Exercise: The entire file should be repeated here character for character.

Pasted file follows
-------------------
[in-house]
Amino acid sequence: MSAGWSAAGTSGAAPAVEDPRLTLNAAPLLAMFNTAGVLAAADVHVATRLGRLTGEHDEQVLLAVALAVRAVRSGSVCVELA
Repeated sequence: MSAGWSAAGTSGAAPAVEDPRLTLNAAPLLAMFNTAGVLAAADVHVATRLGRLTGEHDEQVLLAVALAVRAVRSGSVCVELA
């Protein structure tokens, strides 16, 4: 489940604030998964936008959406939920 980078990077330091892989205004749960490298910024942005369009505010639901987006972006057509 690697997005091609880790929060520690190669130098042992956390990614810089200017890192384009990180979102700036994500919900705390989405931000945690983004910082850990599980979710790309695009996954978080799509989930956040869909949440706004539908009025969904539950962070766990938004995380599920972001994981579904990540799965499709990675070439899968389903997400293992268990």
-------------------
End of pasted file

[in-house]
Amino acid sequence: MSAGWSAAGTSGAAPAVEDPRLTLNAAPLLAMFNTAGVLAAADVHVATRLGRLTGEHDEQVLLAVALAVRAVRSGSVCVELA
Repeated sequence: MSAGWSAAGTSGAAPAVEDPRLTLNAAPLLAMFNTAGVLAAADVHVATRLGRLTGEHDEQVLLAVALAVRAVRSGSVCVELA
């Protein structure tokens, strides 16, 4: 489940604030998964936008959406939920 980078990077330091892989205004749960490298910024942005369009505010639901987006972006057509 690697997005091609880790929060520690190669130098042992956390990614810089200017890192384009990180979102700036994500919900705390989405931000945690983004910082850990599980979710790309695009996954978080799509989930956040869909949440706004539908009025969904539950962070766990938004995380599920972001994981579904990540799965499709990675070439899968389903997400293992268990």